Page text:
Background: We recently identified the human leukocyte immunoglobulin-like receptor B2 (LILRB2) and its mouse ortholog-paired Ig-like receptor (PirB) as receptors for several angiopoietin-like proteins (Angptls). We also demonstrated that PirB is important for the development of acute myeloid leukemia (AML), but exactly how an inhibitory receptor such as PirB can support cancer development is intriguing. Results: Here, we showed that the activation of Ca (2+)/calmodulin-dependent protein kinases (CAMKs) is coupled with PirB signaling in AML cells. High expression of CAMKs is associated with a poor overall survival probability in patients with AML. Knockdown of CAMKI or CAMKIV decreased human acute leukemia development in vitro and in vivo. Mouse AML cells that are defective in PirB signaling had decreased activation of CAMKs, and the forced expression of CAMK partially rescued the PirB-defective phenotype in the MLL-AF9 AML mouse model. The inhibition of CAMK kinase activity or deletion of CAMKIV significantly slowed AML development and decreased the AML stem cell activity. We also found that CAMKIV acts through the phosphorylation of one of its well-known target (CREB) in AML cells. Conclusion: CAMKs are essential for the growth of human and mouse AML. The inhibition of CAMK signaling may become an effective strategy for treating leukemia.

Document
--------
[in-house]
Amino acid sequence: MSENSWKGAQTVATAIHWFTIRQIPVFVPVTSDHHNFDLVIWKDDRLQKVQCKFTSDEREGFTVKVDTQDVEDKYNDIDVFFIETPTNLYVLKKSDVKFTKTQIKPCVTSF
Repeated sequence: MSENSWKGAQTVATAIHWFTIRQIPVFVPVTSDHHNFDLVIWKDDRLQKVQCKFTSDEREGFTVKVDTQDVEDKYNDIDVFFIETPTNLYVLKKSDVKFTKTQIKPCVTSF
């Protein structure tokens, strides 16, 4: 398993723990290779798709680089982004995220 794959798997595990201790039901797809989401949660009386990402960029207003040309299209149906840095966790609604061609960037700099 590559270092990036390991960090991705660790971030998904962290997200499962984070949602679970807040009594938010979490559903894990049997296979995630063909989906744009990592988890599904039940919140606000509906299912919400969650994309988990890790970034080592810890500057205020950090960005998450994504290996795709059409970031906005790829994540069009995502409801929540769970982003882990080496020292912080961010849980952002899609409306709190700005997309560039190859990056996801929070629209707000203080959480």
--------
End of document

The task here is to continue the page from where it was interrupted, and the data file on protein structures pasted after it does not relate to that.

X. Kang and J. Huang, "CAMKs Support Development of Acute Myeloid Leukemia," Journal of Hematology and Oncology, vol. 11, no. 1, BioMed Central, Feb 2018.
The definitive version is available at https://doi.org/10.1186/s13045-018-0574-8
Electrical and Computer Engineering
Intelligent Systems Center
Keywords and Phrases
Calcium calmodulin dependent protein kinase; Calcium calmodulin dependent protein kinase I; Calcium calmodulin dependent protein kinase IV; Cyclic AMP responsive element binding protein; Leukocyte immunoglobulin like receptor B2; Membrane protein; Mixed lineage leukemia protein; Unclassified drug; Acute myeloid leukemia; Acute myeloid leukemia cell line; Adult; Animal cell; Animal experiment; Animal model; Article; Cancer growth; Cancer inhibition; Controlled study; Disease association; Embryo; Enzyme activation; Enzyme activity; Enzyme inhibition; Enzyme phosphorylation; Gene deletion; Gene knockdown; Human; Human cell; Human tissue; In vitro study; In vivo study; Mouse; Nonhuman; Overall survival; Phenotype; Protein expression; Protein targeting; Signal transduction; Stem cell; Survival rate; Tumor xenograft; CAMK; CREB; Leukemic stem cell; LILRB2; PirB
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01 Feb 2018